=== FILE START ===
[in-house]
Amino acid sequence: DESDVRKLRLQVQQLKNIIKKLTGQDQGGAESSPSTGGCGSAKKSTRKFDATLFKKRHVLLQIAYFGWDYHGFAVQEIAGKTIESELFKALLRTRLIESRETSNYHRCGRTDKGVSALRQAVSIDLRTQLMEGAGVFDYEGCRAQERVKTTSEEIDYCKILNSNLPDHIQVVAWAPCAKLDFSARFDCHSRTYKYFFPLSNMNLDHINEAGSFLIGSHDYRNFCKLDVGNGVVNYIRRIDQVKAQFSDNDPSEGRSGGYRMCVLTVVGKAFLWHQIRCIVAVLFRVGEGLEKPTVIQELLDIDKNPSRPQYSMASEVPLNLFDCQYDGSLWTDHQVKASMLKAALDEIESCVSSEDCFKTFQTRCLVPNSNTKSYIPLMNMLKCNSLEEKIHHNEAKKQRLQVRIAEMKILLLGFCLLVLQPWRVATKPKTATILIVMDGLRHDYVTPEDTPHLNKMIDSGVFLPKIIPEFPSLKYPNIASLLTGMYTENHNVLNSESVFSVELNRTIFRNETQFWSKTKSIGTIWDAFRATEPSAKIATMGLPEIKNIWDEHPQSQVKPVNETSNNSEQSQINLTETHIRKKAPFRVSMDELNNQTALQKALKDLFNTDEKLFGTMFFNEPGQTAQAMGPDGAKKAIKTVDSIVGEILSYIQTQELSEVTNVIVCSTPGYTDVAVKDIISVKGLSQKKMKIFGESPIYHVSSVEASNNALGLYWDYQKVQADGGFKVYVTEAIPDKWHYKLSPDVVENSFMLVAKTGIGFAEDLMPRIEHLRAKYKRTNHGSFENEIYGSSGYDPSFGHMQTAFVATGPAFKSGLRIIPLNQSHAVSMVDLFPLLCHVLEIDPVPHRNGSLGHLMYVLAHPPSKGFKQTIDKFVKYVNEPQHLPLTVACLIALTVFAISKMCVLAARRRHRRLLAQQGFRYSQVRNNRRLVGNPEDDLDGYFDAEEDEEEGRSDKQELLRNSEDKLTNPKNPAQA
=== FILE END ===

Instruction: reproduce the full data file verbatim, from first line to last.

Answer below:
[in-house]
Amino acid sequence: DESDVRKLRLQVQQLKNIIKKLTGQDQGGAESSPSTGGCGSAKKSTRKFDATLFKKRHVLLQIAYFGWDYHGFAVQEIAGKTIESELFKALLRTRLIESRETSNYHRCGRTDKGVSALRQAVSIDLRTQLMEGAGVFDYEGCRAQERVKTTSEEIDYCKILNSNLPDHIQVVAWAPCAKLDFSARFDCHSRTYKYFFPLSNMNLDHINEAGSFLIGSHDYRNFCKLDVGNGVVNYIRRIDQVKAQFSDNDPSEGRSGGYRMCVLTVVGKAFLWHQIRCIVAVLFRVGEGLEKPTVIQELLDIDKNPSRPQYSMASEVPLNLFDCQYDGSLWTDHQVKASMLKAALDEIESCVSSEDCFKTFQTRCLVPNSNTKSYIPLMNMLKCNSLEEKIHHNEAKKQRLQVRIAEMKILLLGFCLLVLQPWRVATKPKTATILIVMDGLRHDYVTPEDTPHLNKMIDSGVFLPKIIPEFPSLKYPNIASLLTGMYTENHNVLNSESVFSVELNRTIFRNETQFWSKTKSIGTIWDAFRATEPSAKIATMGLPEIKNIWDEHPQSQVKPVNETSNNSEQSQINLTETHIRKKAPFRVSMDELNNQTALQKALKDLFNTDEKLFGTMFFNEPGQTAQAMGPDGAKKAIKTVDSIVGEILSYIQTQELSEVTNVIVCSTPGYTDVAVKDIISVKGLSQKKMKIFGESPIYHVSSVEASNNALGLYWDYQKVQADGGFKVYVTEAIPDKWHYKLSPDVVENSFMLVAKTGIGFAEDLMPRIEHLRAKYKRTNHGSFENEIYGSSGYDPSFGHMQTAFVATGPAFKSGLRIIPLNQSHAVSMVDLFPLLCHVLEIDPVPHRNGSLGHLMYVLAHPPSKGFKQTIDKFVKYVNEPQHLPLTVACLIALTVFAISKMCVLAARRRHRRLLAQQGFRYSQVRNNRRLVGNPEDDLDGYFDAEEDEEEGRSDKQELLRNSEDKLTNPKNPAQA